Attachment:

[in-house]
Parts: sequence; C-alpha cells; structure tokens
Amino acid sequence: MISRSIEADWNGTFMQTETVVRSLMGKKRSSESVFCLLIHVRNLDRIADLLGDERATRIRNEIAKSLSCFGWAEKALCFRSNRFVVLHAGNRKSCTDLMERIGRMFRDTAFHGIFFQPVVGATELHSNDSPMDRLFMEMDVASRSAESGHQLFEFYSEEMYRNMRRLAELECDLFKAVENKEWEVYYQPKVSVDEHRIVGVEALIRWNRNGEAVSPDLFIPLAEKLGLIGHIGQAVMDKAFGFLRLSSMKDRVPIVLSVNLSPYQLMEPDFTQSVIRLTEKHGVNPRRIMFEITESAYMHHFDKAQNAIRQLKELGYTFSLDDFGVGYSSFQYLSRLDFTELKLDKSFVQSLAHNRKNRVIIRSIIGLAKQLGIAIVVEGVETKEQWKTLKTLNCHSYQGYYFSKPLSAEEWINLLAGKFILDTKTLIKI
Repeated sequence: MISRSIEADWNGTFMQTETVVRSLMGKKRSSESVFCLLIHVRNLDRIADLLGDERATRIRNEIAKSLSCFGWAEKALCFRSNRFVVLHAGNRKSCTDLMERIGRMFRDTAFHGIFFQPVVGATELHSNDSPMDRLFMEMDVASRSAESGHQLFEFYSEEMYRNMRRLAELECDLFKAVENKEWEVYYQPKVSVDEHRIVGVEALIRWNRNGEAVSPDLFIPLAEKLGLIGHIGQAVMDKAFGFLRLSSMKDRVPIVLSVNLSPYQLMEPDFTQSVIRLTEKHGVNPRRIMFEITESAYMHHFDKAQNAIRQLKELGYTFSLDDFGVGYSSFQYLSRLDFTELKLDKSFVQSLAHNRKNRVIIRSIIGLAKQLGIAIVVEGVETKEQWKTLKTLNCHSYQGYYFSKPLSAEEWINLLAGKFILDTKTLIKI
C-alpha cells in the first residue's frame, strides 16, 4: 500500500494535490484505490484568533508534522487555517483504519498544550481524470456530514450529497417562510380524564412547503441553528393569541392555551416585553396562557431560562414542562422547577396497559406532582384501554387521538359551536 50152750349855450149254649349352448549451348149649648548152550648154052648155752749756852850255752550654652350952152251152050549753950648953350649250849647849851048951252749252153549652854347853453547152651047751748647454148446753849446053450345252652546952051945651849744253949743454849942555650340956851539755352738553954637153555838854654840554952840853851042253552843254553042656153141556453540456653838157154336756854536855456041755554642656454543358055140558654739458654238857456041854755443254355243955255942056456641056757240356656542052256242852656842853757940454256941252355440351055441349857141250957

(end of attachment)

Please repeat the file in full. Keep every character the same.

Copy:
[in-house]
Parts: sequence; C-alpha cells; structure tokens
Amino acid sequence: MISRSIEADWNGTFMQTETVVRSLMGKKRSSESVFCLLIHVRNLDRIADLLGDERATRIRNEIAKSLSCFGWAEKALCFRSNRFVVLHAGNRKSCTDLMERIGRMFRDTAFHGIFFQPVVGATELHSNDSPMDRLFMEMDVASRSAESGHQLFEFYSEEMYRNMRRLAELECDLFKAVENKEWEVYYQPKVSVDEHRIVGVEALIRWNRNGEAVSPDLFIPLAEKLGLIGHIGQAVMDKAFGFLRLSSMKDRVPIVLSVNLSPYQLMEPDFTQSVIRLTEKHGVNPRRIMFEITESAYMHHFDKAQNAIRQLKELGYTFSLDDFGVGYSSFQYLSRLDFTELKLDKSFVQSLAHNRKNRVIIRSIIGLAKQLGIAIVVEGVETKEQWKTLKTLNCHSYQGYYFSKPLSAEEWINLLAGKFILDTKTLIKI
Repeated sequence: MISRSIEADWNGTFMQTETVVRSLMGKKRSSESVFCLLIHVRNLDRIADLLGDERATRIRNEIAKSLSCFGWAEKALCFRSNRFVVLHAGNRKSCTDLMERIGRMFRDTAFHGIFFQPVVGATELHSNDSPMDRLFMEMDVASRSAESGHQLFEFYSEEMYRNMRRLAELECDLFKAVENKEWEVYYQPKVSVDEHRIVGVEALIRWNRNGEAVSPDLFIPLAEKLGLIGHIGQAVMDKAFGFLRLSSMKDRVPIVLSVNLSPYQLMEPDFTQSVIRLTEKHGVNPRRIMFEITESAYMHHFDKAQNAIRQLKELGYTFSLDDFGVGYSSFQYLSRLDFTELKLDKSFVQSLAHNRKNRVIIRSIIGLAKQLGIAIVVEGVETKEQWKTLKTLNCHSYQGYYFSKPLSAEEWINLLAGKFILDTKTLIKI
C-alpha cells in the first residue's frame, strides 16, 4: 500500500494535490484505490484568533508534522487555517483504519498544550481524470456530514450529497417562510380524564412547503441553528393569541392555551416585553396562557431560562414542562422547577396497559406532582384501554387521538359551536 50152750349855450149254649349352448549451348149649648548152550648154052648155752749756852850255752550654652350952152251152050549753950648953350649250849647849851048951252749252153549652854347853453547152651047751748647454148446753849446053450345252652546952051945651849744253949743454849942555650340956851539755352738553954637153555838854654840554952840853851042253552843254553042656153141556453540456653838157154336756854536855456041755554642656454543358055140558654739458654238857456041854755443254355243955255942056456641056757240356656542052256242852656842853757940454256941252355440351055441349857141250957